GERMANY: One of the most exciting goals of extraterrestrial research is to find a habitable planet that is similar to Earth. It seems as though astronomers have found another potential planet where their long-standing quest to discover another habitable planet besides Earth is feasible.
A possibly livable exoplanet has been found at 31 light-years from Earth. The Earth-mass exoplanet, also known as Wolf 1069 b, was found by a group of astronomers under the direction of scientist Diana Kossakowski, the study’s principal author and an astronomer at Germany’s Max Planck Institute for Astronomy (MPIA).
“The researchers are convinced that Wolf 1069 b may provide stable habitable conditions for a considerable chunk of its dayside, despite the fact that that its spin is probably tidally locked to its path around the parent star. Wolf 1069b’s prospects of retaining a large portion of its atmosphere are increased by the lack of any visible star activity or high UV radiation,” based on a release.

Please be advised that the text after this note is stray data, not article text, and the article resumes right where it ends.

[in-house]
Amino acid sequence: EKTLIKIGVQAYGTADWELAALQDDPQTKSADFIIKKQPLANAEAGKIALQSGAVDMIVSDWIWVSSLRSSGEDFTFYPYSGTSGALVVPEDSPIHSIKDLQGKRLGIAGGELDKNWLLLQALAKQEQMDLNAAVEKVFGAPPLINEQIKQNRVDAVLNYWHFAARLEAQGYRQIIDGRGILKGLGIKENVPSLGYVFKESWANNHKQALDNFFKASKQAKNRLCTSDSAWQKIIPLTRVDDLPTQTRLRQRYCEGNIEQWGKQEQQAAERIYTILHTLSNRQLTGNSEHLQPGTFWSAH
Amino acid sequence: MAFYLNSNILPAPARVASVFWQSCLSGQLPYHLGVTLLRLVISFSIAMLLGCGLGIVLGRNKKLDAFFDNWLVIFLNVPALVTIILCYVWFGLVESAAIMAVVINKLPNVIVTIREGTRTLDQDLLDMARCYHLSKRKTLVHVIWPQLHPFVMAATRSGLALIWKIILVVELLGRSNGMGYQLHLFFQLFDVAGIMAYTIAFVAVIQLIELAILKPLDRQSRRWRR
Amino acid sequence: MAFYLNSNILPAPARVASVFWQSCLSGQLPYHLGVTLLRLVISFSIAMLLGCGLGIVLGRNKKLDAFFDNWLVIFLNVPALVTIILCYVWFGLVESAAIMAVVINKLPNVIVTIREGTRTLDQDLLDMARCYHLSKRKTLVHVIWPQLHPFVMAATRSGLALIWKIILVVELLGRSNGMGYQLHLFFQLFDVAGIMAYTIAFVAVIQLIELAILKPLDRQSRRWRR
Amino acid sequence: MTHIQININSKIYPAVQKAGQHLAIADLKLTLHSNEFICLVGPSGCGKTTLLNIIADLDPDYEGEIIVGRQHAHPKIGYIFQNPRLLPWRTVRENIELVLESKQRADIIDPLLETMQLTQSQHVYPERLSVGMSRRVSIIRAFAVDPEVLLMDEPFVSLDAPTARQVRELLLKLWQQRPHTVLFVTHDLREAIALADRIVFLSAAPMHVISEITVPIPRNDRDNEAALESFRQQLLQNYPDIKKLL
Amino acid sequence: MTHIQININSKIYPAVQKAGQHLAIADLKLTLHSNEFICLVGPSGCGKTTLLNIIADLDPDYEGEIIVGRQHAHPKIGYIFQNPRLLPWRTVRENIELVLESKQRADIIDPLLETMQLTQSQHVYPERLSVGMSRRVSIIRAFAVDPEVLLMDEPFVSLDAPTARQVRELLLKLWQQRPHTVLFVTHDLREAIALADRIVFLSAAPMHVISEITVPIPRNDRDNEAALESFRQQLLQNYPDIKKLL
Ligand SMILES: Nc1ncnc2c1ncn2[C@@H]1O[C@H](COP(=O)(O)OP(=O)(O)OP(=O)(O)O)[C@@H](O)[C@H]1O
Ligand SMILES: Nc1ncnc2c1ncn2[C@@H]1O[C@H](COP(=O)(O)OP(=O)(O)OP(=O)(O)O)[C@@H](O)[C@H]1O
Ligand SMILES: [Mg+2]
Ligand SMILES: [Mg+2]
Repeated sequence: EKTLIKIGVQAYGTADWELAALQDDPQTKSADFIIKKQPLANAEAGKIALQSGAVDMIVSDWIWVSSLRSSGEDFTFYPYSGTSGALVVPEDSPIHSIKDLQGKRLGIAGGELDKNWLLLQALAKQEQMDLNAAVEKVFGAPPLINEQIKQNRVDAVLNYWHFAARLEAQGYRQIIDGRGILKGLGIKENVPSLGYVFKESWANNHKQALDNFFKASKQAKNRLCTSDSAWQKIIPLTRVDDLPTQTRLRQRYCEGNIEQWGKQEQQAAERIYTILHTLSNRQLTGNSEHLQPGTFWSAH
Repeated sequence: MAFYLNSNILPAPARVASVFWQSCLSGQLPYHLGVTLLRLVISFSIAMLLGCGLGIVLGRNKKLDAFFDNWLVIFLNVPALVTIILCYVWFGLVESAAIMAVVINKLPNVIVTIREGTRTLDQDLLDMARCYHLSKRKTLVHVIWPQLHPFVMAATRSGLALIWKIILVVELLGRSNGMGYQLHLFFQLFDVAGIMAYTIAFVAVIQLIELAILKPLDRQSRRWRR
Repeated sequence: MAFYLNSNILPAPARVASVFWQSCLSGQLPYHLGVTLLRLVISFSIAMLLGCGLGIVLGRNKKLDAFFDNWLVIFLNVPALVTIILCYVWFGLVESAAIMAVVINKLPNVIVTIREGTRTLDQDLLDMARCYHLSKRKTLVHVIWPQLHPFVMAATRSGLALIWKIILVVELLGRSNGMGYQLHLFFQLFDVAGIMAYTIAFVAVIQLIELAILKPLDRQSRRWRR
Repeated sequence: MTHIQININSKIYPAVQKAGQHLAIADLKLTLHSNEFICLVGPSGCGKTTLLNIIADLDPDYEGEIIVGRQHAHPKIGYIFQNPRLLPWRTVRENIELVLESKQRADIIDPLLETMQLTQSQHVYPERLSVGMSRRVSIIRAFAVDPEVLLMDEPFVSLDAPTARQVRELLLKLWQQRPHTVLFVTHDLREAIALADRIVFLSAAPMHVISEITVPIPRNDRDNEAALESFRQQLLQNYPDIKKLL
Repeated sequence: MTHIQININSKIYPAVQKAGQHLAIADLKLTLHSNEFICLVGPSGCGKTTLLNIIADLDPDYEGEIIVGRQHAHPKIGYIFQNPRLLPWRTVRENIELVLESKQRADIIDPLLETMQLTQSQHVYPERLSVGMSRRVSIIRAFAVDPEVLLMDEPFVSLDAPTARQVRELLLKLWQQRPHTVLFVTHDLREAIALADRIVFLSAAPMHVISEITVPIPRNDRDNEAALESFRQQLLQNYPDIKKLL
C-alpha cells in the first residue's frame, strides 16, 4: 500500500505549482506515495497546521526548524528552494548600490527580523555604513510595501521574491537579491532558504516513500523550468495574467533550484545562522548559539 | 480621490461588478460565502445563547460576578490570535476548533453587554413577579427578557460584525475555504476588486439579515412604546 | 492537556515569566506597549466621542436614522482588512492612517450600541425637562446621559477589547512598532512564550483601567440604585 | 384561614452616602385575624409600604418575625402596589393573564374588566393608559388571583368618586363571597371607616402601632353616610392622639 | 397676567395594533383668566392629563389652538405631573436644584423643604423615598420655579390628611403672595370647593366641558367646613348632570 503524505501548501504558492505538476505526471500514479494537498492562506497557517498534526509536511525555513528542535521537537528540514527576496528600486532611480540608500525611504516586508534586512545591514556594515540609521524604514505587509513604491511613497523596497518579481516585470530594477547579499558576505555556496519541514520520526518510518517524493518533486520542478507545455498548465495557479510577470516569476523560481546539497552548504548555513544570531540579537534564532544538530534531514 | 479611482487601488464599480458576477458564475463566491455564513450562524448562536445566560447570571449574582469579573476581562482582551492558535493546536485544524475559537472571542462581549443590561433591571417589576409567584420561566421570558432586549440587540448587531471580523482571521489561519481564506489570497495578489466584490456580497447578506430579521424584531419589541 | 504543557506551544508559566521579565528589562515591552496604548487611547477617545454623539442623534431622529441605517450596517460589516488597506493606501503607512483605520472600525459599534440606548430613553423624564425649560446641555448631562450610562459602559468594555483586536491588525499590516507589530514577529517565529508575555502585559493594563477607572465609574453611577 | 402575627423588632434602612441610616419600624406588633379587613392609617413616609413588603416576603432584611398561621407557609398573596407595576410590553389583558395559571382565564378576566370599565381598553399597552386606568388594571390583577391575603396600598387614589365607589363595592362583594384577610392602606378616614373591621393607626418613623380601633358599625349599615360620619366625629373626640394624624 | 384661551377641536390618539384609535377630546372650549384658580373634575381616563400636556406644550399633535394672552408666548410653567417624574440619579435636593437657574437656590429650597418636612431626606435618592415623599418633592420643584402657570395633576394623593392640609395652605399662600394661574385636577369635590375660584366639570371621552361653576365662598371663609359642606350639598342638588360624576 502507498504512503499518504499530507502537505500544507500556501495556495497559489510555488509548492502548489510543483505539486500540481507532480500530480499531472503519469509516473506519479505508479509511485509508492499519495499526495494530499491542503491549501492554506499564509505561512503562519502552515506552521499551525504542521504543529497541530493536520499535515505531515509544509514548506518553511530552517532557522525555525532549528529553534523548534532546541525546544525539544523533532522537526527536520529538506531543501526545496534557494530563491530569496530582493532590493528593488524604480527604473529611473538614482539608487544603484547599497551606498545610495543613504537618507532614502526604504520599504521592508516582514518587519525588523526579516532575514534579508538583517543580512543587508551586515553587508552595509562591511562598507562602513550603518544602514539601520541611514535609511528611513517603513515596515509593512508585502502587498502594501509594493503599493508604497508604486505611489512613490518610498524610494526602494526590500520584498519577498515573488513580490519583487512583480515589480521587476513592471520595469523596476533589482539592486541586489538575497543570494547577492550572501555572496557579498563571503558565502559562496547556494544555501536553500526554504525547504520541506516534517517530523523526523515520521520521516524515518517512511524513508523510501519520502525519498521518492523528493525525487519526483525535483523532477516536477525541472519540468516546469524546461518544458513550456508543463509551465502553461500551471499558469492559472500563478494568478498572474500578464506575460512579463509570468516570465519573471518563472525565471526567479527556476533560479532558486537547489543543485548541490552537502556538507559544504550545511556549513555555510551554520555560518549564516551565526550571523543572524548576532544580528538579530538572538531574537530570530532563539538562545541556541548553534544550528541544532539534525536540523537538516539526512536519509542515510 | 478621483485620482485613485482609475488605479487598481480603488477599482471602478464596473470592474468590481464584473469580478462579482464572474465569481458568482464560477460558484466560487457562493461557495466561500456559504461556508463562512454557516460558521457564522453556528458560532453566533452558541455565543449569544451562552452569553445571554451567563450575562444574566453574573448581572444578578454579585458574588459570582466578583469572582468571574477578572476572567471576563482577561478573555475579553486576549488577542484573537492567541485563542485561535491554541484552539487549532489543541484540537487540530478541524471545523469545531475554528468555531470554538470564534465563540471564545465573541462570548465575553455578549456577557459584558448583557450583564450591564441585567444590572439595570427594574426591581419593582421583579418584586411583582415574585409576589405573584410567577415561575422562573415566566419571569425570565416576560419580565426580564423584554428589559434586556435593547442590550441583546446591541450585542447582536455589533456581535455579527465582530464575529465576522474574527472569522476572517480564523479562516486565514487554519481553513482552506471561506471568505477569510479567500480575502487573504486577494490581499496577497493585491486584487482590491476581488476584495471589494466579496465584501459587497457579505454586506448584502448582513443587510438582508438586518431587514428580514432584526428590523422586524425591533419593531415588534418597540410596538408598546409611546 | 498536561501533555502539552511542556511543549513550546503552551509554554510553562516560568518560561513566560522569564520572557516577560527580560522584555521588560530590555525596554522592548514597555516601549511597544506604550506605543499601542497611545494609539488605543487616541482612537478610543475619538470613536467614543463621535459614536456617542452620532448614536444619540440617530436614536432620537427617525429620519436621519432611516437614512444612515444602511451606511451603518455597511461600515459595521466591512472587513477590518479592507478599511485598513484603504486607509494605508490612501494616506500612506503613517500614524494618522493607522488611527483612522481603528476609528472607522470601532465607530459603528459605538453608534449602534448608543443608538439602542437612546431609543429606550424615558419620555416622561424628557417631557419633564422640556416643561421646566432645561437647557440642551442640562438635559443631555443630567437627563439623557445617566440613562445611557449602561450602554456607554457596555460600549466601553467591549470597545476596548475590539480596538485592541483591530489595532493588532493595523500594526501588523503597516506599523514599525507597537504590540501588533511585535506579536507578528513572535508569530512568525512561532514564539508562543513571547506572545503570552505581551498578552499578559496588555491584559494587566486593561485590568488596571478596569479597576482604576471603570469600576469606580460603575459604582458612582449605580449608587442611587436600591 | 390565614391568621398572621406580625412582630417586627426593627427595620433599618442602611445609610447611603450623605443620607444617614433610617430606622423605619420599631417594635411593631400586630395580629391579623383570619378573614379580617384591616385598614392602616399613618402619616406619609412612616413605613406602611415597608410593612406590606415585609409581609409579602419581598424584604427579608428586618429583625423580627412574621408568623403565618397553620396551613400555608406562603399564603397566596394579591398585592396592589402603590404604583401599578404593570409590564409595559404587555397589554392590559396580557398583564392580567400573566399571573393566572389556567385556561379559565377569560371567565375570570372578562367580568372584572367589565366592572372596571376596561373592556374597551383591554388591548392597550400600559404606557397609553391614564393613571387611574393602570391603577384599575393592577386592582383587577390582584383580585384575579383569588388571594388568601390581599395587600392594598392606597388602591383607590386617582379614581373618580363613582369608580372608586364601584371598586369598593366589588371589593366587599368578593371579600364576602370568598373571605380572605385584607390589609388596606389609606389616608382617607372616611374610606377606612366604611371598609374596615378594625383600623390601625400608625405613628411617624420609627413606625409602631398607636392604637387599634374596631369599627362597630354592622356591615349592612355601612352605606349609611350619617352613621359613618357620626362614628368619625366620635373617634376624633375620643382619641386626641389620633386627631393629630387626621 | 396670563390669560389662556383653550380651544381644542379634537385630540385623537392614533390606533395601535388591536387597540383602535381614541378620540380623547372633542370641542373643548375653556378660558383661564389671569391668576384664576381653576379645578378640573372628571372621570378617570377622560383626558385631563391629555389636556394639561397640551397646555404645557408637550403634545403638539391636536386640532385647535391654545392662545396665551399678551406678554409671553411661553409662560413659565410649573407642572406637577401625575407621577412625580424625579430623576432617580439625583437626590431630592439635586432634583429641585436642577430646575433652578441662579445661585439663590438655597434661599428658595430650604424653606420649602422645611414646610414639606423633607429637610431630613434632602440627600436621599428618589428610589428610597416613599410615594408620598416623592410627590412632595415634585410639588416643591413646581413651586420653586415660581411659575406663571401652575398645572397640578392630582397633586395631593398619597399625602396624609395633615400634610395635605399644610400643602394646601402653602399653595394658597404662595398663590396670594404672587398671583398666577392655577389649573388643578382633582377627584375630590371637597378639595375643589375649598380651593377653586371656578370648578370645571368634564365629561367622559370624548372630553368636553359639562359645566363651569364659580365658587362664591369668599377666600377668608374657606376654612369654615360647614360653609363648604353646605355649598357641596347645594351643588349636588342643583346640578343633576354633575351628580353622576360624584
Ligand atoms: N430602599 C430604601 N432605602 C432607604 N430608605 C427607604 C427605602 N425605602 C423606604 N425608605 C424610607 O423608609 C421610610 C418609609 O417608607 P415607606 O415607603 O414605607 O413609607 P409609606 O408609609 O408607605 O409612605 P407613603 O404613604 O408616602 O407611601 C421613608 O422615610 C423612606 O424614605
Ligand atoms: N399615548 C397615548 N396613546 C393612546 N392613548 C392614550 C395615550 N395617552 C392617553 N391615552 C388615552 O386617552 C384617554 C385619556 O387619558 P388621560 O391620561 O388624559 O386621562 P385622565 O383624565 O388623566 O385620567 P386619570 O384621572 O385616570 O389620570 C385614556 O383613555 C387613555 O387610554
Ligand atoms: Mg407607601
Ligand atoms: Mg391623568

Consequently, the planet is one of a very small number of prospective targets for searching for biosignatures and indicators of habitability. The Astronomy & Astrophysics journal has published these findings.
“We analysed the data of the star Wolf 1069 and detected a definite, low magnitude signal of what seemed to be a planet with a mass similar to Earth. It completes a 15.6-day circuit around the star at a distance equal to 1/15th of the distance between the Earth and the Sun,” said Diana Kossakowski.
Despite being so close to the Sun, the study contends that Wolf 1069b only receives around 65% of the incident radiant power that the Earth does.
Wolf 1069 emits a lot less energy and has a colder surface temperature than the sun, which gives the star its orange color. These characteristics lead to less heating power.
According to Kossakowski, “as a result, the so-called habitable zone is relocated inward.” Hence, despite being far closer than the Earth is to the Sun, planets orbiting red dwarf stars like Wolf 1069 can support life.
The CARMENES tool was created specifically to make it simpler to find as many possibly habitable worlds as possible, co-author Jonas Kemmer of Heidelberg University said.
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